It always cracks me up when Michigan people make the comments and don't look at their own modern era (that they've lived through) that is littered with losses at home to powerhouses like Appalachian State, Toledo and Utah.
I hope you aren't talking about me. Appalachian State will always equal a bad loss. Toledo will always equal a bad loss. Utah, however, I’m glad you brought them up, because it helps to prove my point on context. You look at the name Utah and assume it was a bad loss, but if you look at what that Utah team did that season, it is hard to say it was embarrassing at all. That year, Utah eked out a 25 to 23 victory over Michigan, ended the season undefeated, ranked as the #2 team in the country by the AP, #4 by the Coaches, and beat then #4 Alabama 31 to 17 in the Sugar Bowl. Again, if you just look at the name, you might think it was bad, but that is why you always have to look at the context.
The same Ohio Conference that produced the likes of John Heisman
This statement simply isn’t true. The Ohio Conference did not produce John Heisman. Ignoring the fact that the Ohio Conference didn’t exist until 1902, Heisman played for Brown (1887-1889) and Penn (1890-1891). He then had what I would call a coaching blip at Oberlin in 1892 and then in 1894. Oberlin would later become a founding member of the Ohio Conference in 1902 along with Ohio State. Since he only coached 2 of the 36 years he coached (15 out of his 274 games) at an institution that would later become a member of the Ohio Conference… that just isn’t enough to say the Ohio Conference produced him, especially since he started as a player in the Ivy League.
They are all legit, against legit competition at the time, I've confirmed it with a number of drunken tailgate historical scholars.
You have me here. I can’t beat the opinion of drunken tailgate historical scholars, but I do have a couple questions to ask them if you could pass them along. If the Ohio Conference was so legit, then why did Ohio state jump ship to the Western Conference (Big Ten) only 10 years after helping to found it? The Western Conference was founded in 1896, so why not join it then? Also, how come none of the Ohio Conference teams ever really were noticed on the national scene? None of them ever really made the rankings of their day. Can you explain this?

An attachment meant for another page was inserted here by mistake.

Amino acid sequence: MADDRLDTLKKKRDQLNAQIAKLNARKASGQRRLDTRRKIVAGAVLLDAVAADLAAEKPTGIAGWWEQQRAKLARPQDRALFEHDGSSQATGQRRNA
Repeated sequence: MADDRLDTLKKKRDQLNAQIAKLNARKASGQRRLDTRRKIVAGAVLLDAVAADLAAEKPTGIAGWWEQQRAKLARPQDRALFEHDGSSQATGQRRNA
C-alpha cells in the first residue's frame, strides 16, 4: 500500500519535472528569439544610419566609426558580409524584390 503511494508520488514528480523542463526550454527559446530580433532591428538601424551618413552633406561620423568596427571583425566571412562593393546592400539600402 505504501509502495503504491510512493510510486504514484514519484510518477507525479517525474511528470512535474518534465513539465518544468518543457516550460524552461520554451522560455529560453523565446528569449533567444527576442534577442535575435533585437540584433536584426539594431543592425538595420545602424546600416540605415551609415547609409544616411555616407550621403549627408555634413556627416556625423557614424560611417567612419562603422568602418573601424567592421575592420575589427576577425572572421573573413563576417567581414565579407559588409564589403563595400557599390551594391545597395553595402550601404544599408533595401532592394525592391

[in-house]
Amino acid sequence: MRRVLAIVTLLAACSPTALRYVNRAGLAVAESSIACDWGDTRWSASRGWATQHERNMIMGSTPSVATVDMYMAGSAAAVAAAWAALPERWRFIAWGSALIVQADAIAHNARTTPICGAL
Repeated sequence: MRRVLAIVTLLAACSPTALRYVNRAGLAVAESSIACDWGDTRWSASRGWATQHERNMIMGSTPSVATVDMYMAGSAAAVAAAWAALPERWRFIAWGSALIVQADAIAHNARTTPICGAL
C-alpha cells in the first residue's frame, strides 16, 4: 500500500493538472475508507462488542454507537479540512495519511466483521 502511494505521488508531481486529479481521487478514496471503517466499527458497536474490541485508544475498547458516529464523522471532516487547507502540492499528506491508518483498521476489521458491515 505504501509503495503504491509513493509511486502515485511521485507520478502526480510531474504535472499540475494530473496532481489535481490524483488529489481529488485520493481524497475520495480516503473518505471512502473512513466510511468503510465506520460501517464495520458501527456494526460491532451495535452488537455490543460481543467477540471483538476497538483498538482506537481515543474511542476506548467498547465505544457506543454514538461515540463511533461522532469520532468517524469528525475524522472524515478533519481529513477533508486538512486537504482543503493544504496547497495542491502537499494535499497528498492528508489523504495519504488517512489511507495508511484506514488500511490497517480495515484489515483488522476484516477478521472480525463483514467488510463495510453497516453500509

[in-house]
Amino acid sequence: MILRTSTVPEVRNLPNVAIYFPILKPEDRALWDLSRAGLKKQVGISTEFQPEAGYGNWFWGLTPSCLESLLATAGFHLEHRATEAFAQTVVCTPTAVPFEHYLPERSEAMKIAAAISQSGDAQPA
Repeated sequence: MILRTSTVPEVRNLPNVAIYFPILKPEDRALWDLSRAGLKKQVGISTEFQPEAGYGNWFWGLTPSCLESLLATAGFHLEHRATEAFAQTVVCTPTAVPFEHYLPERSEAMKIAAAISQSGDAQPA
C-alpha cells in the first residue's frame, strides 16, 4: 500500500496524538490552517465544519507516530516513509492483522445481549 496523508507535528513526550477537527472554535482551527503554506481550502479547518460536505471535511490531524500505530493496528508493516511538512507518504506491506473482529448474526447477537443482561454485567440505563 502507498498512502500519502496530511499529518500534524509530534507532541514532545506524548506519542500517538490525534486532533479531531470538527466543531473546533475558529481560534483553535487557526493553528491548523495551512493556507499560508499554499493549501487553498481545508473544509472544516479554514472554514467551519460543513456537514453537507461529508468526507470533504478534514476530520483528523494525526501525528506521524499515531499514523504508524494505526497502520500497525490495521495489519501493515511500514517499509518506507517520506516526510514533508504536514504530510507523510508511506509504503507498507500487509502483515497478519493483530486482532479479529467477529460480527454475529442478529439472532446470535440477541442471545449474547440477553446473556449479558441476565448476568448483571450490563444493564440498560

However, I do completely discount victories that Michigan tries to claim over such entities as: American Medical, Ann Arbor High School, Camp Grant, U Club, Cleveland AA, Detroit AC, Detroit Industial, Havard Club Chicago, Iowa Pre Flight, Michigan AA, Michigan MA, P&S Chicago and Quantico Marines - to name a few.
I’m not really going to defend any of these. What is the point, I’m not really qualified to talk about whether some of these wins are quality or not, nor will I question the wins Ohio State counts over Ohio Medical, the Dayton YMCA, the 17th Regiment, Columbus Barracks, Camp Sherman, Iowa Pre-Flight, Fort Knox, and the Great Lakes NAS. It really only amounts to 25 victories for Michigan, 13 for Ohio State, 31 for Texas, 50+ for Notre Dame (Stopped counting at 50, but saw more I think would meet your criteria). I would say though, you may be underestimating the difficulty of those games. Alabama only has a 4-3 record versus Birmingham High School. Essentially, every school counts these victories, so really nothing to see here.
I will say though that it is rather unpatriotic of you to criticize teams such as Michigan, Ohio State, Notre Dame, Texas, and all the others for playing the different military service teams like Iowa Pre Flight, Quantico Marines, the 17th Regiment, Camp Sherman, Fort Knox, and the Great Lakes NAS. These were great moral boosters for the war time effort and many college players were on these teams when they joined the military to serve their country.